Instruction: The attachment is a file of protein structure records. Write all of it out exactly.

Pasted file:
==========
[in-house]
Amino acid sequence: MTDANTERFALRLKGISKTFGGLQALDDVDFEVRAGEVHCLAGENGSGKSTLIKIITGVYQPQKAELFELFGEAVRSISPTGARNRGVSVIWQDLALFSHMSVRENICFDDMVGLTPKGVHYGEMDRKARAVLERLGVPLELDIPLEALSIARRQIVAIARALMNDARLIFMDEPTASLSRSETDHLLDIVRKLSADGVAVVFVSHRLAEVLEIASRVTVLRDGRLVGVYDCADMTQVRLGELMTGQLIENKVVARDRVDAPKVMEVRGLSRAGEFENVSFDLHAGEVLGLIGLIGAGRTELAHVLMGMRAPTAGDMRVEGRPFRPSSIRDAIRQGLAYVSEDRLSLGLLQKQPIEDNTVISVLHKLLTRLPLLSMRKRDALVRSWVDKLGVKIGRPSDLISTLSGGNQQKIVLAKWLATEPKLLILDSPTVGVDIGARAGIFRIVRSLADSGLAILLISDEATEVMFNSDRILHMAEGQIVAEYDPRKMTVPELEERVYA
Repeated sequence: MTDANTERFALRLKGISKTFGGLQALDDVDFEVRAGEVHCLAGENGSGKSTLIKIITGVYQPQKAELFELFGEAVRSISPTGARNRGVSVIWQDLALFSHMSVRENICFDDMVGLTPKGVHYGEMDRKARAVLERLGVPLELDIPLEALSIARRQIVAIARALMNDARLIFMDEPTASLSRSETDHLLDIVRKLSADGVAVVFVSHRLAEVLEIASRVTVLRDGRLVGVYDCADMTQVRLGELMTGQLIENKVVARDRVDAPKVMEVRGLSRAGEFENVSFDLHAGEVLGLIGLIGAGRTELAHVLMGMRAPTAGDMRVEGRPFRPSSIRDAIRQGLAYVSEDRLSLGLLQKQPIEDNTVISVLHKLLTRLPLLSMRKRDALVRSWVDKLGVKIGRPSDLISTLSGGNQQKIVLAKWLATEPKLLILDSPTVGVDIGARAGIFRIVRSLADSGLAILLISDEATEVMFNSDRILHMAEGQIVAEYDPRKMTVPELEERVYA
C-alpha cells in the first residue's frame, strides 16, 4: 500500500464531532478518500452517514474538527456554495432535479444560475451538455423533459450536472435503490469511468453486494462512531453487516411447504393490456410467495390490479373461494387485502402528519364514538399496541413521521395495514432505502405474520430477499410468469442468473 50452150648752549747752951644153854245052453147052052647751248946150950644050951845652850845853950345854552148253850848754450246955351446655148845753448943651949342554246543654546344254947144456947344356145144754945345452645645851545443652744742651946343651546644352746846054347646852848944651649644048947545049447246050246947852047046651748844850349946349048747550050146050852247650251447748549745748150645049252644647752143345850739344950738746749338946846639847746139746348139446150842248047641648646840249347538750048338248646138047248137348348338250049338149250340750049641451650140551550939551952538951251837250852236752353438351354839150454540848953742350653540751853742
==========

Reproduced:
[in-house]
Amino acid sequence: MTDANTERFALRLKGISKTFGGLQALDDVDFEVRAGEVHCLAGENGSGKSTLIKIITGVYQPQKAELFELFGEAVRSISPTGARNRGVSVIWQDLALFSHMSVRENICFDDMVGLTPKGVHYGEMDRKARAVLERLGVPLELDIPLEALSIARRQIVAIARALMNDARLIFMDEPTASLSRSETDHLLDIVRKLSADGVAVVFVSHRLAEVLEIASRVTVLRDGRLVGVYDCADMTQVRLGELMTGQLIENKVVARDRVDAPKVMEVRGLSRAGEFENVSFDLHAGEVLGLIGLIGAGRTELAHVLMGMRAPTAGDMRVEGRPFRPSSIRDAIRQGLAYVSEDRLSLGLLQKQPIEDNTVISVLHKLLTRLPLLSMRKRDALVRSWVDKLGVKIGRPSDLISTLSGGNQQKIVLAKWLATEPKLLILDSPTVGVDIGARAGIFRIVRSLADSGLAILLISDEATEVMFNSDRILHMAEGQIVAEYDPRKMTVPELEERVYA
Repeated sequence: MTDANTERFALRLKGISKTFGGLQALDDVDFEVRAGEVHCLAGENGSGKSTLIKIITGVYQPQKAELFELFGEAVRSISPTGARNRGVSVIWQDLALFSHMSVRENICFDDMVGLTPKGVHYGEMDRKARAVLERLGVPLELDIPLEALSIARRQIVAIARALMNDARLIFMDEPTASLSRSETDHLLDIVRKLSADGVAVVFVSHRLAEVLEIASRVTVLRDGRLVGVYDCADMTQVRLGELMTGQLIENKVVARDRVDAPKVMEVRGLSRAGEFENVSFDLHAGEVLGLIGLIGAGRTELAHVLMGMRAPTAGDMRVEGRPFRPSSIRDAIRQGLAYVSEDRLSLGLLQKQPIEDNTVISVLHKLLTRLPLLSMRKRDALVRSWVDKLGVKIGRPSDLISTLSGGNQQKIVLAKWLATEPKLLILDSPTVGVDIGARAGIFRIVRSLADSGLAILLISDEATEVMFNSDRILHMAEGQIVAEYDPRKMTVPELEERVYA
C-alpha cells in the first residue's frame, strides 16, 4: 500500500464531532478518500452517514474538527456554495432535479444560475451538455423533459450536472435503490469511468453486494462512531453487516411447504393490456410467495390490479373461494387485502402528519364514538399496541413521521395495514432505502405474520430477499410468469442468473 50452150648752549747752951644153854245052453147052052647751248946150950644050951845652850845853950345854552148253850848754450246955351446655148845753448943651949342554246543654546344254947144456947344356145144754945345452645645851545443652744742651946343651546644352746846054347646852848944651649644048947545049447246050246947852047046651748844850349946349048747550050146050852247650251447748549745748150645049252644647752143345850739344950738746749338946846639847746139746348139446150842248047641648646840249347538750048338248646138047248137348348338250049338149250340750049641451650140551550939551952538951251837250852236752353438351354839150454540848953742350653540751853742